The Filter Bubble – a warning against algorithmic recommendation in the web!

The TED talk below isn’t particularly new but I have only just found the time to watch this and it is something that I feel pretty passionately about so thought I would pop down a few thoughts.

In the 9 minute video, Eric Pariser takes us through his eloquent argument against the ‘personalisation’ of the web by algorithms set-up to increase the content you are exposed to that is of a similar kind to that you have previously engaged with.

The ‘Filter Bubble’ refers to your web, and the content inside it that is similar to that which you liked before. The perils of this mean that our interestes become ‘dumbed down’ increasing the sugar factor’ of entertainment vs challenging material.

The strange thing for me as a social media professional how few people actually know this outside media and advertising. Speaking to people about their Facebook news feed is perhaps the best demonstration, and people are astounded to know it’s probably only about 5% of the conversations that are going on that pop up in it. Notice your peripheral friends becoming more marginalised anyone?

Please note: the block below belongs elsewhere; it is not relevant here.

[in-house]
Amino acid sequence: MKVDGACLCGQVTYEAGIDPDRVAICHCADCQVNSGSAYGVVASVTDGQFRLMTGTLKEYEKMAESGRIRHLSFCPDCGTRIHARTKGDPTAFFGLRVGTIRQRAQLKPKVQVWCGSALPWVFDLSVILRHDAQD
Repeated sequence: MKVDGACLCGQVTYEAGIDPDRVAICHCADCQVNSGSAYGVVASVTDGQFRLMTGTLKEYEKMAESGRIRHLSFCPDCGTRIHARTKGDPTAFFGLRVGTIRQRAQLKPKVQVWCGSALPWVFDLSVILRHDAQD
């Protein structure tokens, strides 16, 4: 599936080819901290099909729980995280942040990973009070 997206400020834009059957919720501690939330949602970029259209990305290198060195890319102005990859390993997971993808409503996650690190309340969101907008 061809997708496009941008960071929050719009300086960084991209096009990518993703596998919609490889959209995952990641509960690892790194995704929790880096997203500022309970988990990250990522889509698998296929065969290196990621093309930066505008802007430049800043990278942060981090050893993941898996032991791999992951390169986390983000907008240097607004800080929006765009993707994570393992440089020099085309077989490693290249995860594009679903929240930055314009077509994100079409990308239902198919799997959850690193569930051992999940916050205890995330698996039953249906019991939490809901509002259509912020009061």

Here is a link to the talk…

And this fantastic book cover links to the website to find out more…


Love your playlists, now take them off Spotify

Spotify just got a little more social, ok not really more social but certainly more convenient. After a recent update you can now download the Spotify playlists your friends make for you and own them (once purchased) as playlists on iTunes and then on your iPod and other devices.

In todays music it really is all about the playlist!

YouTube project for good – It Gets better

There is a brilliantly simple idea behind this project, to provide inspiration and hope to young people suffering bullying for being gay. Using YouTube to host a plethora of different personal stories, all with the message that ‘it gets better’, allows teens to go in and find clips that resonate with them.

When we so often hear about the ‘dog on skateboard’, ‘viral’ nature of online video, which seems to consign it to being a disposable/temporary medium, this seems a perfect example to highlight the potential of a more social and long term use of online video.